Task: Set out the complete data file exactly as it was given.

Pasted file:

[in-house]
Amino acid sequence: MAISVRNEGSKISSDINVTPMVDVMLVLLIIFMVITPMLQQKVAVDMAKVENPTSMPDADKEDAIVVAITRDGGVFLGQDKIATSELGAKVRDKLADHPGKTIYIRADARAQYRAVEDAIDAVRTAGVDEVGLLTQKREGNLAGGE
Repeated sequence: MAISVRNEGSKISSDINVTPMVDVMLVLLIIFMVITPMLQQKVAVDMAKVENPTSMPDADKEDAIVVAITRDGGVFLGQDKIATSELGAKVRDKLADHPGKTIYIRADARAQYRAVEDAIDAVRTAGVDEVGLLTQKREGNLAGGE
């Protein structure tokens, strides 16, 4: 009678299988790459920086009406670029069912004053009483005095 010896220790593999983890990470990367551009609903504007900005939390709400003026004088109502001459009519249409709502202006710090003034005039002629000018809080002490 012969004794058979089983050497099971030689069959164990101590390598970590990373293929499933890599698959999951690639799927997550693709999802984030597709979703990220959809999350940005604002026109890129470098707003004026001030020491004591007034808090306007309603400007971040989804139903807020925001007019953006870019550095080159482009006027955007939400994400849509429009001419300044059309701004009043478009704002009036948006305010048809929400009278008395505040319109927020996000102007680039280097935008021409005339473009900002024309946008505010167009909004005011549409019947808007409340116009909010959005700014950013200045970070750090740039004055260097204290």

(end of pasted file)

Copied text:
[in-house]
Amino acid sequence: MAISVRNEGSKISSDINVTPMVDVMLVLLIIFMVITPMLQQKVAVDMAKVENPTSMPDADKEDAIVVAITRDGGVFLGQDKIATSELGAKVRDKLADHPGKTIYIRADARAQYRAVEDAIDAVRTAGVDEVGLLTQKREGNLAGGE
Repeated sequence: MAISVRNEGSKISSDINVTPMVDVMLVLLIIFMVITPMLQQKVAVDMAKVENPTSMPDADKEDAIVVAITRDGGVFLGQDKIATSELGAKVRDKLADHPGKTIYIRADARAQYRAVEDAIDAVRTAGVDEVGLLTQKREGNLAGGE
């Protein structure tokens, strides 16, 4: 009678299988790459920086009406670029069912004053009483005095 010896220790593999983890990470990367551009609903504007900005939390709400003026004088109502001459009519249409709502202006710090003034005039002629000018809080002490 012969004794058979089983050497099971030689069959164990101590390598970590990373293929499933890599698959999951690639799927997550693709999802984030597709979703990220959809999350940005604002026109890129470098707003004026001030020491004591007034808090306007309603400007971040989804139903807020925001007019953006870019550095080159482009006027955007939400994400849509429009001419300044059309701004009043478009704002009036948006305010048809929400009278008395505040319109927020996000102007680039280097935008021409005339473009900002024309946008505010167009909004005011549409019947808007409340116009909010959005700014950013200045970070750090740039004055260097204290």